Teaching for Tenure and Beyond: Strategies for Maximizing Your Student Ratings

By Franklin H. Silverman | Go to book overview

15

Creating the Impression of Being Warm with a Good Sense of Humor

Students are likely to rate those teachers whom they regard as being warm with a good sense of humor a little higher than others. While this undoubtedly is due, in part, to the fact they like them, it’s also likely to reflect the fact that they learn more from them. They tend to pay more attention to (i.e., are less bored by) and/or are more anxious to please such teachers.

Comments by some of the students whom we interviewed provide a little insight into how teachers behave whom they tend to perceive as being warm with a good sense of humor. I’ll be sharing some of these comments with you here. Before doing so, however, we’ll look at the potential benefits and losses from a teacher being perceived by his or her students as warm with a good sense of humor.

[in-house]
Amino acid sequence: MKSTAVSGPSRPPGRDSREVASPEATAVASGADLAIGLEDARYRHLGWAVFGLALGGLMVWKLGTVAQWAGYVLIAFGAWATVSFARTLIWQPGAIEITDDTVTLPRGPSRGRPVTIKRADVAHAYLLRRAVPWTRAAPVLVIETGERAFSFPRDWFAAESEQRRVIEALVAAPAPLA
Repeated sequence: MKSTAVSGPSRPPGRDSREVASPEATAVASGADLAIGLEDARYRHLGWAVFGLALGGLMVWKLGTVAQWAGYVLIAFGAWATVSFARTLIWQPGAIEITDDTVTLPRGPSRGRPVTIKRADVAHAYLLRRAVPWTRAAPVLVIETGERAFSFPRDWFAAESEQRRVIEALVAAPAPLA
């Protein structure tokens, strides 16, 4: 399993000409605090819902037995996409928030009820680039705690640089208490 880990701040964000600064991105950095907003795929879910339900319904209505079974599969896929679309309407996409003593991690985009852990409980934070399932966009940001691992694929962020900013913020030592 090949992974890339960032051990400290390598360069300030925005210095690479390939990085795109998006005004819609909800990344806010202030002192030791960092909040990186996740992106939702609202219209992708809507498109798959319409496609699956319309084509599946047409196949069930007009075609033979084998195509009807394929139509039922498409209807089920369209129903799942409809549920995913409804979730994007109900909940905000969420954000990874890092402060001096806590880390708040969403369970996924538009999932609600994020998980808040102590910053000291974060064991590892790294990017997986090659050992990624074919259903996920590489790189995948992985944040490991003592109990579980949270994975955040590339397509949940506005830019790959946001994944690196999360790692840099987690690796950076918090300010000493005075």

POTENTIAL BENEFITS AND LOSSES FROM A TEACHER BEING PERCEIVED BY HIS OR HER STUDENTS AS WARM WITH A GOOD SENSE OF HUMOR

My primary focus throughout this book has been on maximizing student ratings. The surest way for a teacher to achieve this goal is to be helpful to students. Consequently, it’s necessary to consider the following question before going further: Do students tend to gain more than they lose from a teacher whom they regard as being warm with a good sense of humor?

Students would tend to lose more than they would gain from such a teacher if it resulted in their either not paying as much attention to or being less anxious to please him or her. I know of no compelling evidence to support this conclusion. On the other hand, there is considerable compelling evidence in the education literature that supports the opposite conclu-

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